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Grapevine loidium, also known as white mold, is a trophic disease and is caused by a fungal pathogen; we distinguish its agamic form, called Oidium tuckeri, from its sexual form Erysiphe necator (Uncinula nectator Schw.). This mushroom too was brought from America during the 19th century.
Symptomatology and damage
The symptoms manifest themselves on green organs of the vine and on the berries, penetrating with austori only in the epidermal cells (Marenghi, 2007). On the upper page of the leaves, a whitish efflorescence appears, initially in spots, which will cover the entire leaf surface. The leaf blade curls upwards assuming the typical cup shape; the edges and ribs necrotize and finally the whole leaf necrotizes and falls.
On the growing herbaceous shoots there can be substantial attacks of the fungus, with subsequent formation of suberified areas. The lignification of these shoots will not be optimal and at the time of pruning or binding it is possible to break them.
On the bunches there are direct damages, which depend on the moment in which the infection occurs:
prefioral infections cause bunch drying;
infections after fruit setting cause the formation of whitish dust on the berries, the arrest of development, the fall of the berries, the epidermal cracking, with the possibility of settlement of other pathogens (e.g. botrytis);
infections with formed berries cause rich and compact, whitish, persistent mold.
The mycelium, formed by the germination of unascospora, develops on the surface of the green organs and consists of septate hyphae and hyalines (4-5 μm in diameter) which differentiate characteristic adhesion organs (appressors), forming penetration stilettos. After the penetration of the cuticle and the cell wall, the fungus differentiates nourishing organs (austori) globose inside the epidermal cells.
From the mycelium, conidiophore branches are produced, 10-400 μm long, with numerous septa which rise perpendicular to the hyphae that run parallel to the surface of the host. The conidia produced by them are hyaline, cylinder-ovoid and arranged in chains. In field conditions, the chains are rather short and contain only 3-5 conidia.
Following the sexual process, cleistothecia are formed. They are globose (84-105 μm in diameter) and have long and flexible multiset appendages (fulcrums) which, when ripe, apically have a characteristic hook. Cleistothecia, initially white, turn yellow and then dark brown with maturation. They contain 4 to 6 axes which usually enclose 4 ascospores. Like conidia, ascospores germinate producing one or more germination tubes, each of which immediately forms a multilobed appressory.
Conditions for development
The pathogen overwinters as a mycelium in the buds (which will give rise to the so-called "flag shoots" the following year) or by cleistothecia. The fungus can grow from 6 to 32 ° C, but the optimal temperatures for infections and disease development are 20-27 ° C. Temperatures above 35 ° C are limiting as they inhibit the germination of conidia, while they are killed at temperatures above 40 ° C. Even the mycelium is devitalized by high temperatures (10 hours of exposure at 36 ° C or only 6 hours at 39 ° C are necessary).
The rains disadvantage powdery mildew attacks. The pouring rain counteracts the development of epidemics as it removes - dilates - the conidia and the mycelium from the surface of the infected organs. The presence of water on the plant is an obstacle to the germination of conidia which often deform as a consequence of excessive cellular turgor pressure. On the other hand, the increase in relative humidity that occurs after rain stimulates a greater production of conidia. Rarely does humidity become a limiting factor since conidia can already germinate with relative humidity values of 20-25%; values of 40-60% are sufficient for germination and infection.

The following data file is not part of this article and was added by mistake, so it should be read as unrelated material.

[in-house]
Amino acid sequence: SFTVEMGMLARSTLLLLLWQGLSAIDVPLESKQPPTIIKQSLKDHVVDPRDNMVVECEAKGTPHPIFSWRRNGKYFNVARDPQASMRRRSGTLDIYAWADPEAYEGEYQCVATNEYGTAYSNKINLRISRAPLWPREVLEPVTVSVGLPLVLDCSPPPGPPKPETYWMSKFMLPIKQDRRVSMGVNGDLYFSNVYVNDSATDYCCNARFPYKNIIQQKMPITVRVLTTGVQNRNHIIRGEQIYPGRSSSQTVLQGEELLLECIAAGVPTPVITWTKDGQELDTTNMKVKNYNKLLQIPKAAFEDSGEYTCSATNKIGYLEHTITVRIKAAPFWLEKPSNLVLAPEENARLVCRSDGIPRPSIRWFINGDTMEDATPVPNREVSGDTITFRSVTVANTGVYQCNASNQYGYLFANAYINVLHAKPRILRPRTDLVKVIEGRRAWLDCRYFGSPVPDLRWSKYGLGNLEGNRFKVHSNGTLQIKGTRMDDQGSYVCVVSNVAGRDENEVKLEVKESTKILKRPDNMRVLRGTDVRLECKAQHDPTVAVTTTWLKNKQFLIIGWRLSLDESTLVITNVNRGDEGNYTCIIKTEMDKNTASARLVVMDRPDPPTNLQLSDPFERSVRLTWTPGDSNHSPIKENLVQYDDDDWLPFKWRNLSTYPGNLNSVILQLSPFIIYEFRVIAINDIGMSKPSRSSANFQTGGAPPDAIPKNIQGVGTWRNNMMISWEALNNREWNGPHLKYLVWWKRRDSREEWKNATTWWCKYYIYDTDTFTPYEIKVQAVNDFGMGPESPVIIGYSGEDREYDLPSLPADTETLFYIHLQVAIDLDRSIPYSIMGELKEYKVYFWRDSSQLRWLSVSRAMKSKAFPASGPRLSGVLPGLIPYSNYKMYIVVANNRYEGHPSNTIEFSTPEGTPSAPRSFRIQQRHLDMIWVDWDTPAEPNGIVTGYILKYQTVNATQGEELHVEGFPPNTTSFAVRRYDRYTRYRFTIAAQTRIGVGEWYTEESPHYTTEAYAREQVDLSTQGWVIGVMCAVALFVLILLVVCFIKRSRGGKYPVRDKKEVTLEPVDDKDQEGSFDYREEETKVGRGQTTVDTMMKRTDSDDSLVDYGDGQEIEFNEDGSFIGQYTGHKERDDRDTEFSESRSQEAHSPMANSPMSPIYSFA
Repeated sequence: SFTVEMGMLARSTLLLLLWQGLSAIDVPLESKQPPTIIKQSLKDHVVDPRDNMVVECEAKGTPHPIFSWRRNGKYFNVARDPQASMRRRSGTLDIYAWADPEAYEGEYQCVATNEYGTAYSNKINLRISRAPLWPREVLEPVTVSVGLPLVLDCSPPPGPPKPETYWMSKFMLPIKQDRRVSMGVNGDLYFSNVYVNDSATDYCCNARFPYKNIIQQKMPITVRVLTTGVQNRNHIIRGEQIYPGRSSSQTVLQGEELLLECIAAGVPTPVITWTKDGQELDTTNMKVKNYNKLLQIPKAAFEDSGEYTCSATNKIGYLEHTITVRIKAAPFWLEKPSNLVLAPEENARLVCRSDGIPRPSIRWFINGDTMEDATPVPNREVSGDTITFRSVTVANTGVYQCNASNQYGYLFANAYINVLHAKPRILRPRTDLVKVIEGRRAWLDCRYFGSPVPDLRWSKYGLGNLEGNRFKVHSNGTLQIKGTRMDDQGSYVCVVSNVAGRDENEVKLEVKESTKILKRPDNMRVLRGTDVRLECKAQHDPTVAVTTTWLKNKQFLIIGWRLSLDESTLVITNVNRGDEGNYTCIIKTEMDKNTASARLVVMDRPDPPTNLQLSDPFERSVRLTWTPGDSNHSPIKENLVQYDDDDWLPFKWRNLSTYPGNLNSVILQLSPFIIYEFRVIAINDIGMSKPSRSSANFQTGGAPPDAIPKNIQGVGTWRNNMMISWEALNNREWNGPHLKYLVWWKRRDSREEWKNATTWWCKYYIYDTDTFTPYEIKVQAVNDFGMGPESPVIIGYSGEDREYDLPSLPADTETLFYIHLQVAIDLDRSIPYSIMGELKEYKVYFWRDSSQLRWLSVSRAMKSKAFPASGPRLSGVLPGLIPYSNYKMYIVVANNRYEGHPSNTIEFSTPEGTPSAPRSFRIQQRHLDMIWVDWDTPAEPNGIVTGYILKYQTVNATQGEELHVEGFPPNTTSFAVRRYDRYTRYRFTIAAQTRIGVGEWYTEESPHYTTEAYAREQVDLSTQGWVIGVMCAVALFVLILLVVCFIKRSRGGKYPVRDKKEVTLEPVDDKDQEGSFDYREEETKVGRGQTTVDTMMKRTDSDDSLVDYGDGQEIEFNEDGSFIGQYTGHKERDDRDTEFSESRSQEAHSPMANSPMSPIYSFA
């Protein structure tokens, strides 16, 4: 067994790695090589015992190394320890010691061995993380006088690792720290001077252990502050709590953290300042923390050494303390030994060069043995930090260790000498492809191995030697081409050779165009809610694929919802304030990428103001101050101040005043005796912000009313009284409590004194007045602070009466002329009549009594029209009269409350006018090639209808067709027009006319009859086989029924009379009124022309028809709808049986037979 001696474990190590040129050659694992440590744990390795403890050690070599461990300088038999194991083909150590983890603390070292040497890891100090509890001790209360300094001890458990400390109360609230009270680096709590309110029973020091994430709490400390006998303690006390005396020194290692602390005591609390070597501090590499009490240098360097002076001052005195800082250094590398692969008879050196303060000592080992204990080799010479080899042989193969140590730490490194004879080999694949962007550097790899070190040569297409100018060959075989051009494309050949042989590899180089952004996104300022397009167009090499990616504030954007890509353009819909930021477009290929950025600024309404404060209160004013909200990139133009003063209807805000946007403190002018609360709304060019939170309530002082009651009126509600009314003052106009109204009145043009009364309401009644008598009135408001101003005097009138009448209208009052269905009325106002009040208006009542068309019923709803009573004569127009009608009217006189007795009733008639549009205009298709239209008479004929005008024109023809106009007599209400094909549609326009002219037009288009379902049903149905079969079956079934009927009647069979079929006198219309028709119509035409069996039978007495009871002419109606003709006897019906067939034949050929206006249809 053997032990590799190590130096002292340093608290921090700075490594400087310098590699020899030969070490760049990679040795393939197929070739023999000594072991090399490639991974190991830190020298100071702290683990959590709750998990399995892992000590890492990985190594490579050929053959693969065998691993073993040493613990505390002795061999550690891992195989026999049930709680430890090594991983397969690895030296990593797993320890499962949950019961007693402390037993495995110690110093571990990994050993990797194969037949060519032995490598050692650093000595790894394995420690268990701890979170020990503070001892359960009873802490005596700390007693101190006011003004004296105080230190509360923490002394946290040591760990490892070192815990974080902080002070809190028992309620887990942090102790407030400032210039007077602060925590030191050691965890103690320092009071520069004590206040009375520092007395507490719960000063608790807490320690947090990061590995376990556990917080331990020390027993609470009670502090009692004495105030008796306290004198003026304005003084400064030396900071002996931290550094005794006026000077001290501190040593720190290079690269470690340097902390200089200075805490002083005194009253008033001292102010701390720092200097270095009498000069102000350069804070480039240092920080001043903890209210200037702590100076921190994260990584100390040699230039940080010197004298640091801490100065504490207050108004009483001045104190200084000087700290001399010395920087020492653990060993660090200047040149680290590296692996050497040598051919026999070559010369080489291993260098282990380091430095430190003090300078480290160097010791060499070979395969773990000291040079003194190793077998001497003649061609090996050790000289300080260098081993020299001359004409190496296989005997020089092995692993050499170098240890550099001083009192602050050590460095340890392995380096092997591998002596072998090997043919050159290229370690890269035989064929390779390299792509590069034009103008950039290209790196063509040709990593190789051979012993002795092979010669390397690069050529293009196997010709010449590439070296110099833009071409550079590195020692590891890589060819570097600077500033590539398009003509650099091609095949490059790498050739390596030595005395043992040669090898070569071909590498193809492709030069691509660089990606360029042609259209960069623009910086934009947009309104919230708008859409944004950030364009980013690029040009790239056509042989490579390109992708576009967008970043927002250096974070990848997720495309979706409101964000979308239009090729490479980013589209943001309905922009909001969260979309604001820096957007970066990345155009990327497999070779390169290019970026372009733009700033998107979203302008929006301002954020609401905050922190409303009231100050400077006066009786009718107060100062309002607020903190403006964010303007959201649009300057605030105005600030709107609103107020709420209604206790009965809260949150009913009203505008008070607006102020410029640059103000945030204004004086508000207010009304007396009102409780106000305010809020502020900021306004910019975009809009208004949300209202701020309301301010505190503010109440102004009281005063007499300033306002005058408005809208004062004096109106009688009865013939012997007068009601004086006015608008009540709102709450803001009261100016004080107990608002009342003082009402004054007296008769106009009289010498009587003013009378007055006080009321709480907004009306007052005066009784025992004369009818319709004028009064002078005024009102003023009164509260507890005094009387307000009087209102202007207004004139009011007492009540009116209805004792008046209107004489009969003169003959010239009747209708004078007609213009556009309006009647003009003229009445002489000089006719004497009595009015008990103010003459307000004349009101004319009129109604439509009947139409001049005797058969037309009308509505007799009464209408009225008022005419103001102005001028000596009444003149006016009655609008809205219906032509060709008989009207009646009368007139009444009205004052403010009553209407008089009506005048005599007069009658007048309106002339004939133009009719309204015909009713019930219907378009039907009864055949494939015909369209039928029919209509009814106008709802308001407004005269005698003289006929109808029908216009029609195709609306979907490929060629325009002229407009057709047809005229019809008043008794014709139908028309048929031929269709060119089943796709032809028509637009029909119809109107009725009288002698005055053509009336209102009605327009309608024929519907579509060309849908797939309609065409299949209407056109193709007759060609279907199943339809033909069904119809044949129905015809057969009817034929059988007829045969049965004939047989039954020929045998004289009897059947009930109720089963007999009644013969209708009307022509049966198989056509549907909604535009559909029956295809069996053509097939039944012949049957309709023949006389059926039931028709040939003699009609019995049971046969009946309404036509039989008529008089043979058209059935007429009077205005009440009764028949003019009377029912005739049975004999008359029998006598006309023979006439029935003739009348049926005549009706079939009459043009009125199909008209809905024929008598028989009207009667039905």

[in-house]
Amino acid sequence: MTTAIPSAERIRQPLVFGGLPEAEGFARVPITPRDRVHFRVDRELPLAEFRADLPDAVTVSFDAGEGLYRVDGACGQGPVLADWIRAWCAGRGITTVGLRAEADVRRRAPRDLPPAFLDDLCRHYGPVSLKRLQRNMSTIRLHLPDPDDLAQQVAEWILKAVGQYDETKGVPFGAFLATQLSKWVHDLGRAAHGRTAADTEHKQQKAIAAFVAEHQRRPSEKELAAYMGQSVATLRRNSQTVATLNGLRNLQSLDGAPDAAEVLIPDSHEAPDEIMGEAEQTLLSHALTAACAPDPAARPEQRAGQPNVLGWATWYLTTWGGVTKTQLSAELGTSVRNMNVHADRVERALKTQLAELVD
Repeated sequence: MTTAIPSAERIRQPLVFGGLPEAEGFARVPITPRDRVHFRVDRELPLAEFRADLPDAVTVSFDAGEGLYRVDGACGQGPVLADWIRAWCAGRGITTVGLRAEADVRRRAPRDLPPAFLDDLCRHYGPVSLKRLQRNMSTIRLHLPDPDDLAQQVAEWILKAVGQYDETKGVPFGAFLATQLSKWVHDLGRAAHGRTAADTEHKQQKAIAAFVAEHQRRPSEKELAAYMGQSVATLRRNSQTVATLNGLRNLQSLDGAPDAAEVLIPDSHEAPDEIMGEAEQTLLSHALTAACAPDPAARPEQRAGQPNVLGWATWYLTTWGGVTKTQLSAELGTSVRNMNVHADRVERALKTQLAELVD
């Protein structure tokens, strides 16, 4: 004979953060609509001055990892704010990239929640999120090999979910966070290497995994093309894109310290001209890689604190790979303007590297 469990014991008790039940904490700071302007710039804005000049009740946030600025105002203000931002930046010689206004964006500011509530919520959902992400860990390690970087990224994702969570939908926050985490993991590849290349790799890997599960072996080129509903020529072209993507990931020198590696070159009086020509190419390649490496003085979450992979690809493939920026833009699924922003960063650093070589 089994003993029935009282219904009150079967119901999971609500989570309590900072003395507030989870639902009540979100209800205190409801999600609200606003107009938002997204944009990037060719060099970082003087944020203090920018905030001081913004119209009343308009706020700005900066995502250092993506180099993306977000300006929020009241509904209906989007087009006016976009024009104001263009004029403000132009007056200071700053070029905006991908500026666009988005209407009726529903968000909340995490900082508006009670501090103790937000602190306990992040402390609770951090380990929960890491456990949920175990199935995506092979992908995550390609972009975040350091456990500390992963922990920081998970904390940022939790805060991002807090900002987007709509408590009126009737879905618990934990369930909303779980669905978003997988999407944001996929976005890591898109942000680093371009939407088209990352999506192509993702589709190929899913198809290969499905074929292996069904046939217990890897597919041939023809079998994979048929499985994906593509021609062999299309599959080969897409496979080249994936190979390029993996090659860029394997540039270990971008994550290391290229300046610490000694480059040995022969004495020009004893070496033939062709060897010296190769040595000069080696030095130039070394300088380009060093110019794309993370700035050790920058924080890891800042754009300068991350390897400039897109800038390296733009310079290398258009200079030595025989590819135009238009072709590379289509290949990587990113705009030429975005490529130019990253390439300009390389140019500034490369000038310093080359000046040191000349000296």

Disease course in the field
In northern Italy, towards the end of April, the presence of the disease in the field is generally very low (only a few flag shoots). In May the first infections begin, due to the germination of the ascospores released by the cleistothecia; subsequently, the disease develops exponentially due to the rapid succession of conidia cycles (agamic phase).
A good agronomic struggle at the base of the defense of the vine against loidium is recommended; for example you can:
avoid the use of vigorous rootstocks;
avoid excessive nitrogen fertilization;
avoid long and rich pruning (light bundling);
eliminate carrier screws.
In the chemical control, products such as covering sulfur (ventilated, micronized, powders, colloidal wettable), Methyl-dinocap (no phytotoxic active at low T °), endotherapeutic products (IBS = biosynthesis sterol inhibitors) and strobilurins can be used.
The sulfur is still current and is applied in powder form (with bellows or dusters) or in a wettable form (by atomizer): it penetrates the vegetation and persists. It is good to use it in critical periods (bunch formation, beginning of flowering - end of flowering). It can burn, especially if used in hot seasons and in the hottest hours; it can turn into SO2 in musts (replace with Dinocap, in the last treatments); can be added to peronosporic products.
The best known mycoparasites against powdery mildew are lAmpelomyces quisqualis Ces. (synonym of Cicinnobolus cesatii de Bary) and the Tilletiopsis spp .. The first has recently been the subject of intense experimentation, also in the open field, for its use in powdery mildew control.
Powdery mildew on leaf (source: www.rivistadiagraria.org)
Powdery mildew on bunch (source: www.liceomedi.com)
Fact sheet by Enrico Ruzzene